Windows Malware Techniques Spread to Android

Because its use is so widespread, Windows is an extremely popular target for malware writers. They hone and tune attack techniques and work hard to innovate new sorts of attacks. Android's growing popularity is making it a similar target. The latest Mobile Threat Report from Finnish security giant F-Secure notes a number of changes in the Android threat landscape that stem from introduction of techniques already well-known in Windows.

Windows Malware Techniques Spread to Android

For quite some time, trojanized apps were practically the only kind of malware on Android. It's ridiculously simple to decompile an app, tweak its permissions, slip in a malicious module, and create a new version of the app that does everything the old one did plus something new and nasty, like sending texts to premium numbers. Yes, the official Android app stores do their best to detect and reject these Trojans, but there are plenty of non-official app download sites. In some countries those are the only places to get apps. While trojanized apps still dominate, F-Secure's researchers are now seeing more and different types of in-the-wild Android malware.

Profit Motive

The report states that over 75 percent of current Android threats exist to make money for their creators. I asked Sean Sullivan, Security Advisor at F-Secure Labs, what motivates the rest. "Spying, tracking, info-stealers and the like," responded Sullivan. "Also, collecting contact information for SMS spam purposes (big in China)." In that case, he explained, the contact information would be sold, but the malware writer "does not directly profit."

A relatively new Android Trojan called Stels relies on spam emails for distribution. It ties in with the Cutwail botnet, a huge source of spam worldwide. Posing as an email from the IRS, it serves up a malicious link that redirects Android users to a page reporting a need to update Flash Player. Installing the alleged update actually gives the Trojan permission to make phone calls; while you're asleep it makes money for its creator by calling premium numbers.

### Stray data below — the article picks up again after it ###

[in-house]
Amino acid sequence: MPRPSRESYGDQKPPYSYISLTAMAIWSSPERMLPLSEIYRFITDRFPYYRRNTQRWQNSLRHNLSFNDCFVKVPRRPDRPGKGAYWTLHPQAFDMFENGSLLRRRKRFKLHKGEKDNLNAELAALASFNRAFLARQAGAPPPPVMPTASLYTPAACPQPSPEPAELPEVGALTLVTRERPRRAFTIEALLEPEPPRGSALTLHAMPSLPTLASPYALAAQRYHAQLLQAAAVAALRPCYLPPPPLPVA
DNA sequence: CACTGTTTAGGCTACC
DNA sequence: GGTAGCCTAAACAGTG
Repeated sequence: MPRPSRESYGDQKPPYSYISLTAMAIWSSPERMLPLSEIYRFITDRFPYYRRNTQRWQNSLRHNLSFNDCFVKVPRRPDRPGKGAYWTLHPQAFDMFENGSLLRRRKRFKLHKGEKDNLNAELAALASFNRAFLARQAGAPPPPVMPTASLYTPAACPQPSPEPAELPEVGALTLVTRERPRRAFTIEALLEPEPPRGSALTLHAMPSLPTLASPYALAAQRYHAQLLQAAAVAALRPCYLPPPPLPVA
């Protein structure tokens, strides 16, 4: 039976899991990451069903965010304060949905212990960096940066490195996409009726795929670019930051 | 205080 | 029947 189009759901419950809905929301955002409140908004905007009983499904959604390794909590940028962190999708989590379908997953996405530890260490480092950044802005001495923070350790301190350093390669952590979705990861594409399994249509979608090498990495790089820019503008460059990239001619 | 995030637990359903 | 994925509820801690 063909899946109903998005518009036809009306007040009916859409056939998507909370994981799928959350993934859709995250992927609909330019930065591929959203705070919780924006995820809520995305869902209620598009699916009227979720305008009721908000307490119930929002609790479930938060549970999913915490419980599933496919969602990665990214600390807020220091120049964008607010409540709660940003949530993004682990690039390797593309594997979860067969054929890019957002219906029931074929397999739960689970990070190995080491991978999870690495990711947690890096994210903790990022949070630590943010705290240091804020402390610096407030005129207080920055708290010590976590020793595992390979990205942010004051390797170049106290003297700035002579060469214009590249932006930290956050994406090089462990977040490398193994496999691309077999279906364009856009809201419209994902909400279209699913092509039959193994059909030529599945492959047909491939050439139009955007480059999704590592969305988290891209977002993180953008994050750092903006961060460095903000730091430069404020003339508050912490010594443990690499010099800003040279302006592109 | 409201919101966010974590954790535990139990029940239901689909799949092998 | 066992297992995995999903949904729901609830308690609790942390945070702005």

The report refers to this Trojan phoning "long-lined (a.k.a. short-stopped) calls." Neither of those phrases rang a bell for me. Sullivan explained that particularly in developing countries some billing services use VOIP for the shorter domestic portion of a call and traditional telephony for the "long" call. "This otherwise legitimate type of billing service can be abused by malware," said Sullivan. "It’s rather difficult to tell whom a long-lined number belongs to when reviewing a bill."

Zitmo for Sale

Banking Trojans such as Zeus steal your online banking credentials or piggyback on your online banking sessions to make their own transactions. When banks added two-factor authentication using mobile devices, the bad guys invented Zeus-in-the-mobile. Called Zitmo for short, this technique lets the Trojan subvert two-factor authentication. According to the report, Zitmo use is no longer limited to "high-end Zeus operators," as a new component called Perkele is now available in the "crimeware marketplace."

The report notes that "Now anybody running a Zeus botnet can find affordable options for Zitmo." Researchers have found this Trojan targeting banks in Italy, Thailand, and Australia, with each instance customized to resemble the branding of the target bank.

What's Next?

The report points out several other malware tactics that are now showing up in the Android arena. Targeted attacks have been used against Tibetan activists. A threat that F-Secure calls SmSilence steals personal information specifically from phones with a South Korean area code. Fake job offer scams get victims to apply, charge a process fee, and then deliver nothing.

Thinking about the ongoing "feature creep" of malware techniques from Windows to Android, I asked Sullivan what he expects to see next. "I’m already somewhat surprised," he said, "that we haven’t already seen any data/photo-scraping apps targeting teenagers (girls) which is then used in an attempt to blackmail/extort more materials from the victim." Talk about feature creeps!

Naturally the full report goes into much more detail. You can view it on the F-Secure Labs website.